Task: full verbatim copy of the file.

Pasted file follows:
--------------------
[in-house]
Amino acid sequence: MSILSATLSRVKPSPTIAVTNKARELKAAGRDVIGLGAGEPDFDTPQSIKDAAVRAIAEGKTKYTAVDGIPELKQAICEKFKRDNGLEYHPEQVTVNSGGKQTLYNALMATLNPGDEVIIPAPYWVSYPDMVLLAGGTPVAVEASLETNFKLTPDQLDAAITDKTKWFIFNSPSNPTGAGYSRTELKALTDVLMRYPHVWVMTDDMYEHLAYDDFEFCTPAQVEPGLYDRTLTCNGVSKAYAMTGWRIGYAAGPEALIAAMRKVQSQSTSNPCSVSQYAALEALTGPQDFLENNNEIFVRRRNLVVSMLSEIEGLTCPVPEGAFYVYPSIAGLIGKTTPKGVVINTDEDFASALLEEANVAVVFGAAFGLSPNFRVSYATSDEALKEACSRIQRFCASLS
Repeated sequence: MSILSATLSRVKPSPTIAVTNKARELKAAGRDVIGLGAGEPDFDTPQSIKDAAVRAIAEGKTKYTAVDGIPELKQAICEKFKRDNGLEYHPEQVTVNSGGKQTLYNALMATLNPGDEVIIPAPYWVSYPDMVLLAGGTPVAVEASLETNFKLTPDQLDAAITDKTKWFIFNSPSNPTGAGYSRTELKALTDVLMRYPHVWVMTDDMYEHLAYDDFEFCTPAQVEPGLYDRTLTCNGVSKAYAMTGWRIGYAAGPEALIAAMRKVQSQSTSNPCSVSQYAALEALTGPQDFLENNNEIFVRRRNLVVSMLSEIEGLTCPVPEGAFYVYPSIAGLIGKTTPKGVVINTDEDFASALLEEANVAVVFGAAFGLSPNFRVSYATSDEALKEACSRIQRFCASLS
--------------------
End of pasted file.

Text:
[in-house]
Amino acid sequence: MSILSATLSRVKPSPTIAVTNKARELKAAGRDVIGLGAGEPDFDTPQSIKDAAVRAIAEGKTKYTAVDGIPELKQAICEKFKRDNGLEYHPEQVTVNSGGKQTLYNALMATLNPGDEVIIPAPYWVSYPDMVLLAGGTPVAVEASLETNFKLTPDQLDAAITDKTKWFIFNSPSNPTGAGYSRTELKALTDVLMRYPHVWVMTDDMYEHLAYDDFEFCTPAQVEPGLYDRTLTCNGVSKAYAMTGWRIGYAAGPEALIAAMRKVQSQSTSNPCSVSQYAALEALTGPQDFLENNNEIFVRRRNLVVSMLSEIEGLTCPVPEGAFYVYPSIAGLIGKTTPKGVVINTDEDFASALLEEANVAVVFGAAFGLSPNFRVSYATSDEALKEACSRIQRFCASLS
Repeated sequence: MSILSATLSRVKPSPTIAVTNKARELKAAGRDVIGLGAGEPDFDTPQSIKDAAVRAIAEGKTKYTAVDGIPELKQAICEKFKRDNGLEYHPEQVTVNSGGKQTLYNALMATLNPGDEVIIPAPYWVSYPDMVLLAGGTPVAVEASLETNFKLTPDQLDAAITDKTKWFIFNSPSNPTGAGYSRTELKALTDVLMRYPHVWVMTDDMYEHLAYDDFEFCTPAQVEPGLYDRTLTCNGVSKAYAMTGWRIGYAAGPEALIAAMRKVQSQSTSNPCSVSQYAALEALTGPQDFLENNNEIFVRRRNLVVSMLSEIEGLTCPVPEGAFYVYPSIAGLIGKTTPKGVVINTDEDFASALLEEANVAVVFGAAFGLSPNFRVSYATSDEALKEACSRIQRFCASLS